When I became a Muslim thirteen years ago this month, I left behind the Christmas traditions my family celebrated every year of my childhood. My mother was able to transform our Southern California home into a Winter Wonderland as soon as we walked in the door; it may have been 75 degrees and sunny outside, but inside we felt we were in a Currier and Ives world of red velvet beribboned pine boughs, twinkling lights and beautiful music. I loved it. The Christmas season and our small traditions remained the same no matter how many years passed. My mother worked extremely hard to build warm, and loving holiday memories, and I sincerely cherish them.
Like many American homes, there wasn’t much Christ in my family’s Christmas. There would always be some discussion surrounding the reason for our celebration, but we didn’t attend church services or talk too much about what my parents believed. The beautiful nativity on the mantle, hand-painted by my grandmother, was flanked by tasteful, secular decorations. This led to a kind of vague confusion between the miraculous birth of Jesus, and the magical feat of Santa Claus zipping around the world in one night.
Nostalgia not withstanding, thinking about Christmas is now far more meaningful to me on a spiritual level than it was when I was young. The fact that Muslims accept and believe in the virgin birth of Jesus has been a golden thread that links my childhood Christmas memories to my very fulfilling adult life as a Muslim.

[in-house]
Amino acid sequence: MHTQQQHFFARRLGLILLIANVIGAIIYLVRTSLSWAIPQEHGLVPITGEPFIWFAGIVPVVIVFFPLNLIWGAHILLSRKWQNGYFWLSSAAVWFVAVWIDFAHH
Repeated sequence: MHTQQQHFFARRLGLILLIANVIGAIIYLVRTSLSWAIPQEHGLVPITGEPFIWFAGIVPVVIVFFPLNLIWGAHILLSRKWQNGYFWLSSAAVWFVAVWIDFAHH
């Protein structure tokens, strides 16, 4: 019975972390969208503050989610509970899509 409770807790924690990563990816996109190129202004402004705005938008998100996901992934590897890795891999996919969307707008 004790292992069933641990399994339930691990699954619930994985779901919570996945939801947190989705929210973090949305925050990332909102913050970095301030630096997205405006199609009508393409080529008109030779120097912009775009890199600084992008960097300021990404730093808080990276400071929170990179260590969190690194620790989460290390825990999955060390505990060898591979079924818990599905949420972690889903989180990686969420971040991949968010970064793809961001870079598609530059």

The world’s more than 1.5 billion Muslims would like their Christian neighbors to know that we believe in the Annunciation; in the Quran we read that God sent the angels to Mary:
“When the angels said: O Mary, surely God gives you good news with a Word from Him of one whose name is the Messiah, Jesus, son of Mary, worthy of regard in this world and the hereafter and of those who are made near to God. And he shall speak to the people when in the cradle and when of old age, and he shall be one of the good ones.” Quran 3:45-46
The Quran has only one chapter named after a woman; Chapter 19 is titled “Mary”, or as it is translated in Arabic, Maryam. The Quran tells us that the infant Jesus, (or Isa as it is translated in Arabic), spoke from Mary’s arms:
“…He said: Surely I am a servant of God; He has given me the Book and made me a prophet; And He has made me blessed wherever I may be, and He has enjoined on me prayer and charity so long as I live; And dutiful to my mother, and He has not made me insolent, unblessed; And peace on me on the day I was born, and on the day I die, and on the day I am raised to life (1)'” Quran 19:30-33
While Muslims don’t celebrate Christmas, we believe in the awesome and miraculous birth of Jesus, in the miracles he performed by God’s Grace, and in the message of love and peace Jesus brought to the world. I hope my family knows that I am more attached to the account of Jesus and Mary than I ever was as a child, now that I am a practicing Muslim. It is a vital part of my faith; a faith that I share with over a billion and a half people around the world.
This is my Christmas card to my family, and all my Christian friends and neighbors: Peace on earth and goodwill toward men.
(1) Muslims understand this verse in reference to the to death of Jesus after the second coming and resurrection on the Day of Judgment. See Quran, 4:157